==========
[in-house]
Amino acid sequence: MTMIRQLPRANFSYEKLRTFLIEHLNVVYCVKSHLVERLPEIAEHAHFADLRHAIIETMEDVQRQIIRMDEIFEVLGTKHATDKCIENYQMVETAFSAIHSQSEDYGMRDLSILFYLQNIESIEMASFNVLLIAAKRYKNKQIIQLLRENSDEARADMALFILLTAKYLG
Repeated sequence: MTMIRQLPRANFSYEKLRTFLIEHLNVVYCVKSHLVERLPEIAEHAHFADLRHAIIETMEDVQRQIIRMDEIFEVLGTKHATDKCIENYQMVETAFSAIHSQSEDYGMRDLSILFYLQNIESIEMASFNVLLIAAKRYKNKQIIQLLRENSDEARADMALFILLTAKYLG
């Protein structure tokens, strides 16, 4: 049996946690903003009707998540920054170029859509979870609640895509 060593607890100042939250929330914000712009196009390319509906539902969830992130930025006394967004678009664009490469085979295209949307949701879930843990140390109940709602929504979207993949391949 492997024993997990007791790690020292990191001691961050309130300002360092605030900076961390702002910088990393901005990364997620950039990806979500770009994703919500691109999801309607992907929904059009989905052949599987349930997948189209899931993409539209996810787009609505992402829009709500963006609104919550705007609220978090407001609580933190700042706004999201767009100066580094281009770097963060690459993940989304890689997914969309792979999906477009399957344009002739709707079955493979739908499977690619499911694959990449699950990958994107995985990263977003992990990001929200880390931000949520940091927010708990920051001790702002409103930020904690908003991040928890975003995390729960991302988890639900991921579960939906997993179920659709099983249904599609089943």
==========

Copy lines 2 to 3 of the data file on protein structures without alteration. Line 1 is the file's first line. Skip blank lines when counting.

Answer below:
Amino acid sequence: MTMIRQLPRANFSYEKLRTFLIEHLNVVYCVKSHLVERLPEIAEHAHFADLRHAIIETMEDVQRQIIRMDEIFEVLGTKHATDKCIENYQMVETAFSAIHSQSEDYGMRDLSILFYLQNIESIEMASFNVLLIAAKRYKNKQIIQLLRENSDEARADMALFILLTAKYLG
Repeated sequence: MTMIRQLPRANFSYEKLRTFLIEHLNVVYCVKSHLVERLPEIAEHAHFADLRHAIIETMEDVQRQIIRMDEIFEVLGTKHATDKCIENYQMVETAFSAIHSQSEDYGMRDLSILFYLQNIESIEMASFNVLLIAAKRYKNKQIIQLLRENSDEARADMALFILLTAKYLG